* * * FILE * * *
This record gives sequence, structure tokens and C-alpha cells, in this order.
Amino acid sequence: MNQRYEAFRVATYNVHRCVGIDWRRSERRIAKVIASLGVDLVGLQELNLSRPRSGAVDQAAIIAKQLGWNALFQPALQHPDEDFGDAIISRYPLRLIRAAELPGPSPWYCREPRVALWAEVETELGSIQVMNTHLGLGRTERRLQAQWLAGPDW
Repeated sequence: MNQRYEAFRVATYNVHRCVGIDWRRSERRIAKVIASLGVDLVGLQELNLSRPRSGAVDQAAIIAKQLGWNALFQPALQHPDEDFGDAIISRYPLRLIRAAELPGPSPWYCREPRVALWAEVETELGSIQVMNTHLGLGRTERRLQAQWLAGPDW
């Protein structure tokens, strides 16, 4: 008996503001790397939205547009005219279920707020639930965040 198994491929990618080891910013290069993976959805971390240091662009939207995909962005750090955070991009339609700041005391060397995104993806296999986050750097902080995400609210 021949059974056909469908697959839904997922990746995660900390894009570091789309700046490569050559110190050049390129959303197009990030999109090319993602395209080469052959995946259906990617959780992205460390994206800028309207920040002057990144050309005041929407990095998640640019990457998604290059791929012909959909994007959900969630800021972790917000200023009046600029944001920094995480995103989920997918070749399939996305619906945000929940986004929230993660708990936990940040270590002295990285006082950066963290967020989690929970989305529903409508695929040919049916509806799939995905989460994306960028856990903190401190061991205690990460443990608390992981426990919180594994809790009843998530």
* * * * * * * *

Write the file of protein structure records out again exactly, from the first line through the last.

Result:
This record gives sequence, structure tokens and C-alpha cells, in this order.
Amino acid sequence: MNQRYEAFRVATYNVHRCVGIDWRRSERRIAKVIASLGVDLVGLQELNLSRPRSGAVDQAAIIAKQLGWNALFQPALQHPDEDFGDAIISRYPLRLIRAAELPGPSPWYCREPRVALWAEVETELGSIQVMNTHLGLGRTERRLQAQWLAGPDW
Repeated sequence: MNQRYEAFRVATYNVHRCVGIDWRRSERRIAKVIASLGVDLVGLQELNLSRPRSGAVDQAAIIAKQLGWNALFQPALQHPDEDFGDAIISRYPLRLIRAAELPGPSPWYCREPRVALWAEVETELGSIQVMNTHLGLGRTERRLQAQWLAGPDW
């Protein structure tokens, strides 16, 4: 008996503001790397939205547009005219279920707020639930965040 198994491929990618080891910013290069993976959805971390240091662009939207995909962005750090955070991009339609700041005391060397995104993806296999986050750097902080995400609210 021949059974056909469908697959839904997922990746995660900390894009570091789309700046490569050559110190050049390129959303197009990030999109090319993602395209080469052959995946259906990617959780992205460390994206800028309207920040002057990144050309005041929407990095998640640019990457998604290059791929012909959909994007959900969630800021972790917000200023009046600029944001920094995480995103989920997918070749399939996305619906945000929940986004929230993660708990936990940040270590002295990285006082950066963290967020989690929970989305529903409508695929040919049916509806799939995905989460994306960028856990903190401190061991205690990460443990608390992981426990919180594994809790009843998530």